Integrating with Purpose: To Scan or Not to Scan

James Grieco
James Grieco
Sep 7, 2023
min read
Integrating with Purpose: To Scan or Not to Scan

Tracking personal identifiable information (PII) is one of both the main challenges and main requirements of many global data privacy regulations. Whether it is through a record of processing activities (RoPA) or a data protection impact assessment (DPIA), tracking PII through and across hundreds of data systems is at the heart of data compliance in today’s age.

Where that task gets challenging–even beyond its immense scope–is the point at which current data privacy software enters the picture. Despite an influx of solutions over the past few years to automate away the painstaking months of work required to manually assemble a data map, it still takes far too much overhead for most companies to discover all the types of sensitive personal data that their data systems process.

Why is this? Because privacy vendors' answer to the challenge of PII tracking is an exhaustive scan of every datapoint on a data source. 

These intensive API-enabled scans lead to highly accurate results that can capture errant data no matter how minute or entropic, but they consume a vast amount of time and resources. Simply put, an exhaustive full API scan is far from the ideal solution to the basic problem of determining what lies inside any data source. 

The MineOS team has long known that, thanks to our company’s unique story and experience on the consumer side of the data privacy industry. Companies want to comply with data regulations, but often do not know how to best execute compliance requirements or lack the resources to do so. In our early years, countless organizations told us this when they received Mine-originated DSRs on behalf of individual users.  

When companies need to quickly understand which systems hold which PII, full scans are rarely the answer, because they are too expensive and too slow. Understanding the purpose for each source and integration is key to changing this idea, because that can allow organizations to focus full integration on data sources that are at risk, and seek a less costly solution for systems where strict data governance isn’t needed - just visibility.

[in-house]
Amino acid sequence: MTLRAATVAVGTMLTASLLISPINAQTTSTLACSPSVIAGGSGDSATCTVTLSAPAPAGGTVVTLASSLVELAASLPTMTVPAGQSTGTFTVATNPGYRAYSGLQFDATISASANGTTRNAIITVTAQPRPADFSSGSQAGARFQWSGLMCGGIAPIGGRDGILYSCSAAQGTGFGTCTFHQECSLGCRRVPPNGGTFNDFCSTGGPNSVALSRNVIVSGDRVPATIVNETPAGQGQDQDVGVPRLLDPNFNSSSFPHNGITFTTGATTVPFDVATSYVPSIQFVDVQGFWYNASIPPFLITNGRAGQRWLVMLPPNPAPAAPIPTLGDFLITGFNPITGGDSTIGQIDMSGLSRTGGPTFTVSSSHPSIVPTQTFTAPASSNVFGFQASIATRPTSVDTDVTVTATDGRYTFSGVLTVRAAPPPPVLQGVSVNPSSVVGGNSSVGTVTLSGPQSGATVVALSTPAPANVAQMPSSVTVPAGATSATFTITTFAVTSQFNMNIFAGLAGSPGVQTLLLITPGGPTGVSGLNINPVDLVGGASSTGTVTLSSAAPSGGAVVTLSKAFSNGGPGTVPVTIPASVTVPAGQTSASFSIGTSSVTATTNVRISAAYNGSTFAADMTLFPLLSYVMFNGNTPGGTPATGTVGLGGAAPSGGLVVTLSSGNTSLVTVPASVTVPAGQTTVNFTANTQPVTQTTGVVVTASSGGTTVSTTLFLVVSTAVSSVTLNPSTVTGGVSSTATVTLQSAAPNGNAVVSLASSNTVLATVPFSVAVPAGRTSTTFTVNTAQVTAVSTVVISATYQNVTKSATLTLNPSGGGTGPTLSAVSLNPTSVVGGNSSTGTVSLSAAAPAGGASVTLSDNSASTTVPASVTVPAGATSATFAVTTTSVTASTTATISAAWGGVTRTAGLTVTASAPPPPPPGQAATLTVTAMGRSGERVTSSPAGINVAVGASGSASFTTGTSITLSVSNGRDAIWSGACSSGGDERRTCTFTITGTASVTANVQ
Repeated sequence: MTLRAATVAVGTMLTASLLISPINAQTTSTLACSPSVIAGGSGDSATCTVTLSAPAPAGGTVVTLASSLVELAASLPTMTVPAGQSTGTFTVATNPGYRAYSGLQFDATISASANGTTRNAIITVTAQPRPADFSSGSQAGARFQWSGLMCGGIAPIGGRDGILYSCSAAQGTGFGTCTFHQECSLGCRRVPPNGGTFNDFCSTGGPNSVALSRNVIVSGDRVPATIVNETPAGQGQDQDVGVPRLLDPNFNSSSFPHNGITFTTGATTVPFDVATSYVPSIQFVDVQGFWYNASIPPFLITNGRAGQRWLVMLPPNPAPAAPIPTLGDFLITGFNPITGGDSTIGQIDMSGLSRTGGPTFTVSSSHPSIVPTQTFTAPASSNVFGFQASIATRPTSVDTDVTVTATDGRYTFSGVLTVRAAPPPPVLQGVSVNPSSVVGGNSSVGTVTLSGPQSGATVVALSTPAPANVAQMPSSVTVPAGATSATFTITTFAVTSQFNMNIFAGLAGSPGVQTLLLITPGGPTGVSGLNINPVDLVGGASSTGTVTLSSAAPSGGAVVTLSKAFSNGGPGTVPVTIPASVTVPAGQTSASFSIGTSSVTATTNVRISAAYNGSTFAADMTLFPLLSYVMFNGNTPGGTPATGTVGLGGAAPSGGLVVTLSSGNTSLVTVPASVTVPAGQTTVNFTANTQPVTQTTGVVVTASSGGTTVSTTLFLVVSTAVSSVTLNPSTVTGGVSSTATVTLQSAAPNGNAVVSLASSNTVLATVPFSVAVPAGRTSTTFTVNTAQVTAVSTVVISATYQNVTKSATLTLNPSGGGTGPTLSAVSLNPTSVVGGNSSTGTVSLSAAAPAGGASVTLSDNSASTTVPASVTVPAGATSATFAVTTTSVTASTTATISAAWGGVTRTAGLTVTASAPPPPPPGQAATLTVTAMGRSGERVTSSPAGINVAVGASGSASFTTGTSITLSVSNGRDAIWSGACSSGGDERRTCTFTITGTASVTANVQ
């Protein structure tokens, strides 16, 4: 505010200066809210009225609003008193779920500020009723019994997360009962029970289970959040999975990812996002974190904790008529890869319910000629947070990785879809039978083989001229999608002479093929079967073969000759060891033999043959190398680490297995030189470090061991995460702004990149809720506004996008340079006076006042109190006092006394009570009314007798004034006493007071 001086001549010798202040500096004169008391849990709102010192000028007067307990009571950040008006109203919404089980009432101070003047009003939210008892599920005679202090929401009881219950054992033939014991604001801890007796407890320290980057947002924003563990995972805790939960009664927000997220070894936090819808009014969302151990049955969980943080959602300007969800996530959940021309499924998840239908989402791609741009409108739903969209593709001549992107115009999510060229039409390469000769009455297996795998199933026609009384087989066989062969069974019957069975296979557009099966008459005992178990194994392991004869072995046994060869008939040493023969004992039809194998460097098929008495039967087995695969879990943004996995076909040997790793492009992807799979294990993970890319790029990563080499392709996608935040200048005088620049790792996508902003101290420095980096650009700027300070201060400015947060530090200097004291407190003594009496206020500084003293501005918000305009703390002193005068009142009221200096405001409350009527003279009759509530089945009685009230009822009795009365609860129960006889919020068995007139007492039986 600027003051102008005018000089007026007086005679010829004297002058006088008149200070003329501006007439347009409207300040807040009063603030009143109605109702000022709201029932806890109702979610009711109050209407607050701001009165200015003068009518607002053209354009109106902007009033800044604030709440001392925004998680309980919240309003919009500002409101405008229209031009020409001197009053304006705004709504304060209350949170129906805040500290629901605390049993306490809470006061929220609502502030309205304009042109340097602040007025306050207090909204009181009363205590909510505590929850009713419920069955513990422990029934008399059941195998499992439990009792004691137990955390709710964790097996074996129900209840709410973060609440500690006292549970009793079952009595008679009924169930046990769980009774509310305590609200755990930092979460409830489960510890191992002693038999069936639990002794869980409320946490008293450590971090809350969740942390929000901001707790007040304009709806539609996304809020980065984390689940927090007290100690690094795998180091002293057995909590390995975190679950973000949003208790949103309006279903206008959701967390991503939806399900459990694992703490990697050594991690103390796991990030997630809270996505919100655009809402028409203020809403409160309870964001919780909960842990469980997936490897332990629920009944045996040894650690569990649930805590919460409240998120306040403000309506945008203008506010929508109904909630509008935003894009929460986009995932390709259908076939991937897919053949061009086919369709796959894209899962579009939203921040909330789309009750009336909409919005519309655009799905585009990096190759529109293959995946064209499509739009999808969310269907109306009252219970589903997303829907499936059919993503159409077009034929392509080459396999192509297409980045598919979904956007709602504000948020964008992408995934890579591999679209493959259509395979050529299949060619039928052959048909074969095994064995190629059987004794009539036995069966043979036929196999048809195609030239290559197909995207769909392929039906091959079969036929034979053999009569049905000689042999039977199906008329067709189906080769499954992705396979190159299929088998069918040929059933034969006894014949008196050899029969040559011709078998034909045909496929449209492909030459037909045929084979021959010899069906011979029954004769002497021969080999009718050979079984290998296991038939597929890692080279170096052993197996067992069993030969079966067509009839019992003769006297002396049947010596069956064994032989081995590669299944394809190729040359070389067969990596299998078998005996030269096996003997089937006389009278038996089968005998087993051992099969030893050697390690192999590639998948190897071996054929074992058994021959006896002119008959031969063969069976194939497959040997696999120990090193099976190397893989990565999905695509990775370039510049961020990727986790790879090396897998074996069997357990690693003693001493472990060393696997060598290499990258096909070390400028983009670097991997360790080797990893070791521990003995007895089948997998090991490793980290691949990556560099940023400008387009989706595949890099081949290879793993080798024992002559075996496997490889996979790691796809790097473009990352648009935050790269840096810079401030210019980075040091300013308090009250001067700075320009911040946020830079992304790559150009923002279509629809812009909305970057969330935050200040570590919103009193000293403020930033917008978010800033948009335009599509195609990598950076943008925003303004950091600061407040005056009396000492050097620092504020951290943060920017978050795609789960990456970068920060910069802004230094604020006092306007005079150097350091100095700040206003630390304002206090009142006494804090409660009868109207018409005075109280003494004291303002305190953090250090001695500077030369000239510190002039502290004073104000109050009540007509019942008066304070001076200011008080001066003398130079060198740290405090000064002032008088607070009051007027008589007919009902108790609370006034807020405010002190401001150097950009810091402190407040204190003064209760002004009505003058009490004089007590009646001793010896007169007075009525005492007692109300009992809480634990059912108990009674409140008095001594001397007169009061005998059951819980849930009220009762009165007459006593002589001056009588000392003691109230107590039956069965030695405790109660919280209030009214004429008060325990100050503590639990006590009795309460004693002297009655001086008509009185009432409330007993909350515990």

Of course, for any at-risk data source, integrations are encouraged. When you integrate MineOS with a data source to track PII inside of it, it's so Mine can display results directly on the platform from a continuous scan for PII on that data source. And to help identify potential at-risk sources, Mine’s cyber posture matrices make it clear which systems you need to keep an eye on.

When a system’s risk profile doesn’t justify a full scan, Smart Data Sampling by MineOS is the best and most effective compromise. For systems you know don’t require governance, but where accurate PII visibility is the goal, our proprietary tech draws a sample size between .5% and 50% of the data within the data source to retrieve 100% of the data types it contains - with a confidence level of over 99%. 

If you find something within the system that bears more investigation or requires the implementation of policy rules that alert to noncompliant data types, there is nothing stopping you from then running a full scan on a data source. Smart Data Sampling is a quick and effective way of running through the majority of any company’s data systems in a way that both demonstrates compliance for regulatory reasons and provides the organization with invaluable insights into their data environment.

The practicality in how to run a privacy program, a practicality that does not sacrifice oversight or effectiveness, is what powers MineOS and what separates us from the current slate of data privacy software. Opting for the costly process of scanning everything is far from the best way to arrive at the conclusions businesses need to achieve compliance.

In an era of exploding SaaS usage where nearly every company is running more than 100 systems, exhaustive scans and inflexible data privacy solutions fail to elicit one of the first questions organizations should ask when tracking PII: to scan, or not to scan?